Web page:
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Human hypocretin and melanin concentrating hormone levels are linked to emotion and social interaction
The neurochemical changes underlying human emotions and social behavior are largely unknown. Here we report on the changes in the levels of two hypothalamic neuropeptides, hypocretin-1 (Hcrt-1) andExpand
Developmental changes in cardiorespiratory patterns associated with terrestrial apnoeas in harbour seal pups
SUMMARY During the nursing period seals undergo several physiological and behavioural changes. A key component of development is increased cardiorespiratory control, fundamental for breath-holdingExpand
Electroencephalogram asymmetry and spectral power during sleep in the northern fur seal
The fur seal (Callorhinus ursinus), a member of the Pinniped family, displays a highly expressed electroencephalogram (EEG) asymmetry during slow wave sleep (SWS), which is comparable with theExpand
Cortical Acetylcholine Release Is Lateralized during Asymmetrical Slow-Wave Sleep in Northern Fur Seals
Fur seals are unique in that they display both bilateral slow-wave sleep (BSWS), as seen in all terrestrial mammals, and slow-wave sleep with interhemispheric electroencephalogram (EEG) asymmetry,Expand
Fur Seals Display a Strong Drive for Bilateral Slow-Wave Sleep While on Land
Fur seals (pinnipeds of the family Otariidae) display two fundamentally different patterns of sleep: bilaterally symmetrical slow-wave sleep (BSWS) as seen in terrestrial mammals and slow-wave sleepExpand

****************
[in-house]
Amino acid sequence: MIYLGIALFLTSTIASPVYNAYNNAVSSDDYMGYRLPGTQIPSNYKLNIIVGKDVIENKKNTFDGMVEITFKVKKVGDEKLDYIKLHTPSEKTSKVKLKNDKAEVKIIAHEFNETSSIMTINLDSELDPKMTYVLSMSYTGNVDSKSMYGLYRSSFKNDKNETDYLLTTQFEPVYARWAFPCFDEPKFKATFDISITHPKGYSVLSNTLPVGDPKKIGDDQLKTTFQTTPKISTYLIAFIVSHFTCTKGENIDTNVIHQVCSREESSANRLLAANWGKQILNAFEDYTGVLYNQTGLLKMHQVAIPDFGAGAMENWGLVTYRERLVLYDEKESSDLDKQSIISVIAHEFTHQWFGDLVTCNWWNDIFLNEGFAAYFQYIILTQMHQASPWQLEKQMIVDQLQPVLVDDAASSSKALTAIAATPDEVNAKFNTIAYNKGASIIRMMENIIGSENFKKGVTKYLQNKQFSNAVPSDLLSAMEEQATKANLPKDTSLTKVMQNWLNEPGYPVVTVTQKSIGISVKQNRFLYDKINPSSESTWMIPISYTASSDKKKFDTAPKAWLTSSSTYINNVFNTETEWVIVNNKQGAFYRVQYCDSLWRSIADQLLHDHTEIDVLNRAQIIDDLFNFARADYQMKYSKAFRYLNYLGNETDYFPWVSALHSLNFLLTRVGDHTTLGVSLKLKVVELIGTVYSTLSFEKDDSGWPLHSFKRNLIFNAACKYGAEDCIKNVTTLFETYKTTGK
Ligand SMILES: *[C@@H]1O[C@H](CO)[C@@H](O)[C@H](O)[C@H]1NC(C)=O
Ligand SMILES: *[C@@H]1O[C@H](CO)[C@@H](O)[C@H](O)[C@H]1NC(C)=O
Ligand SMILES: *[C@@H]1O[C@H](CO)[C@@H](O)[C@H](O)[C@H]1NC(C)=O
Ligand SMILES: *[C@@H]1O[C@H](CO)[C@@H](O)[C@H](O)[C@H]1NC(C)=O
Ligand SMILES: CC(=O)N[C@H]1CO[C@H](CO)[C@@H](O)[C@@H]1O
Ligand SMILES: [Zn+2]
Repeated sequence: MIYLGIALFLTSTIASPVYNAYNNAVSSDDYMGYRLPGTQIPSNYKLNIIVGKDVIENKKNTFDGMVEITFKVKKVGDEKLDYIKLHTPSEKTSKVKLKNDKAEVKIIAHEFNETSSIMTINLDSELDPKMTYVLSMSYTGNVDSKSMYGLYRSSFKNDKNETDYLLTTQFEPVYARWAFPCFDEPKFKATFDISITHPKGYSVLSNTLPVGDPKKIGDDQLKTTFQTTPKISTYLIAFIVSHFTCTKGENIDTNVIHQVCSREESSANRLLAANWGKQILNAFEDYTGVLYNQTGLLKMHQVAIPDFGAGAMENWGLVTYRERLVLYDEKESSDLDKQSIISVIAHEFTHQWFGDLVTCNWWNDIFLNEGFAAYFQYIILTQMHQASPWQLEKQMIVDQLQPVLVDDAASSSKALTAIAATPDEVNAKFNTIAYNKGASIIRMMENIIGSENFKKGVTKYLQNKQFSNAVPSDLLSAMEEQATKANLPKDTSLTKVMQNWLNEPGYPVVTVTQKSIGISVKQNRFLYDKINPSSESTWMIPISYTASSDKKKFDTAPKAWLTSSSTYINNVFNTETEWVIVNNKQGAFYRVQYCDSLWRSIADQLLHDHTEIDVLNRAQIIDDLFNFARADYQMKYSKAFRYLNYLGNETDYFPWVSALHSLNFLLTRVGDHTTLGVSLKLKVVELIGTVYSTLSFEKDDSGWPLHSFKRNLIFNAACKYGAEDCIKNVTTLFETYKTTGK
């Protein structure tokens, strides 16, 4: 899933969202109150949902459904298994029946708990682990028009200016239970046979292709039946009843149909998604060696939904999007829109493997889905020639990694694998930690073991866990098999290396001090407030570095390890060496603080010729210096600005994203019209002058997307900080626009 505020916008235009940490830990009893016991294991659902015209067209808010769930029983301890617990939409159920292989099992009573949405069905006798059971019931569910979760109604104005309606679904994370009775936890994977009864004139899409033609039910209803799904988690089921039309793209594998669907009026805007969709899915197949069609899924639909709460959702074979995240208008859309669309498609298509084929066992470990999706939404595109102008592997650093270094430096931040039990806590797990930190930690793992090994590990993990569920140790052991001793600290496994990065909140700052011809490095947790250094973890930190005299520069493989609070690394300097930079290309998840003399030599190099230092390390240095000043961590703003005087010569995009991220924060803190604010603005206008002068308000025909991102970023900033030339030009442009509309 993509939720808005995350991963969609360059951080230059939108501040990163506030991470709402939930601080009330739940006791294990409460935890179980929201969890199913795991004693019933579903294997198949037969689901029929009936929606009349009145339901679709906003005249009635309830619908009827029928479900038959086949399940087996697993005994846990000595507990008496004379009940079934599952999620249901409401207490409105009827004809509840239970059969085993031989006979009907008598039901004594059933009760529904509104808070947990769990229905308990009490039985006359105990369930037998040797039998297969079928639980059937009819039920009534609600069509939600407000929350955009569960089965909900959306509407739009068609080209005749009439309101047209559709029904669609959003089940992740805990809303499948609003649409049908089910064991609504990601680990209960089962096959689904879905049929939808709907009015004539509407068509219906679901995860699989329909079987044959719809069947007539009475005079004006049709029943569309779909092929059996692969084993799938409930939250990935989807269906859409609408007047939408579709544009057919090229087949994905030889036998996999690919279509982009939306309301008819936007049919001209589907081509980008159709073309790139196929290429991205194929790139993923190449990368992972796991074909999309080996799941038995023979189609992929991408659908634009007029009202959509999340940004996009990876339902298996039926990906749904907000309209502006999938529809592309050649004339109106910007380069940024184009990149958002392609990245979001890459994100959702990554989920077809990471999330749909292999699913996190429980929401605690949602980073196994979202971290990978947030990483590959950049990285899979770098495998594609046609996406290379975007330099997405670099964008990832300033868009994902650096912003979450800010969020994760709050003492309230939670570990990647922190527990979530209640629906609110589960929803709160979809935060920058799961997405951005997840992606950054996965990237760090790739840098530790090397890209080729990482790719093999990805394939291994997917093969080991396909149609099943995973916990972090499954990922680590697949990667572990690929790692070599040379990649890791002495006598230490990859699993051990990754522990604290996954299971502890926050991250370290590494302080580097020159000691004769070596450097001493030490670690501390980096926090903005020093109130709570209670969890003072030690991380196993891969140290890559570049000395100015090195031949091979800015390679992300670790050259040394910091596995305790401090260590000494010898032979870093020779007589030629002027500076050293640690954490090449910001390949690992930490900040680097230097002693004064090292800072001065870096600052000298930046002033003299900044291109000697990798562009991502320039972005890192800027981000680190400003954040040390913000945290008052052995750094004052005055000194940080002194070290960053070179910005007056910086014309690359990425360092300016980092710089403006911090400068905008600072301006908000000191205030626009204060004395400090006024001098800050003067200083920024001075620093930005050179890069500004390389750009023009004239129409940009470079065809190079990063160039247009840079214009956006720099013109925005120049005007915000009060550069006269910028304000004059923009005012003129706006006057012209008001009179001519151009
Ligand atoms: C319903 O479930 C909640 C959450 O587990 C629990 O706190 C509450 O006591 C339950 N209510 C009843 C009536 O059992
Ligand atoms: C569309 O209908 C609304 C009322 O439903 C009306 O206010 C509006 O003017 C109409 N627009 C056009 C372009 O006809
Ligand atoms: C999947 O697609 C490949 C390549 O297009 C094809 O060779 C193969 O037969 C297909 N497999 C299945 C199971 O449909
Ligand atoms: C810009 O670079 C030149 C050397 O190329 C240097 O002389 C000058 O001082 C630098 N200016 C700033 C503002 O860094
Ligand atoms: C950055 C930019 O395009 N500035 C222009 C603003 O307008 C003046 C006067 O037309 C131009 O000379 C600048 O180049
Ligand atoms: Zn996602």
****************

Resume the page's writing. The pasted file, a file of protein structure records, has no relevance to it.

Activation of the Hypoglossal to Tongue Musculature Motor Pathway by Remote Control
Reduced tongue muscle tone precipitates obstructive sleep apnea (OSA), and activation of the tongue musculature can lessen OSA. The hypoglossal motor nucleus (HMN) innervates the tongue muscles butExpand
Study of sleep in a walrus
Several behavioral and physiological adaptations have been developed in evolution of Pinnipeds allowing them to sleep both on land and in water. To date sleep has been examined in detail in eared andExpand
Monoamine Release during Unihemispheric Sleep and Unihemispheric Waking in the Fur Seal.
STUDY OBJECTIVES Our understanding of the role of neurotransmitters in the control of the electroencephalogram (EEG) has been entirely based on studies of animals with bilateral sleep. The study ofExpand
Sleep in Aquatic Species
Fully aquatic cetaceans can sleep while in motion with only one eye closed at a time. They display a unique form of sleep called unihemispheric slow-wave sleep and show no apparent indications ofExpand
Symmetrical Serotonin Release during Asymmetrical Slow-Wave Sleep: Implications for the Neurochemistry of Sleep–Waking States
On land, fur seals predominately display bilaterally synchronized electroencephalogram (EEG) activity during slow-wave sleep (SWS), similar to that observed in all terrestrial mammals. In water,Expand
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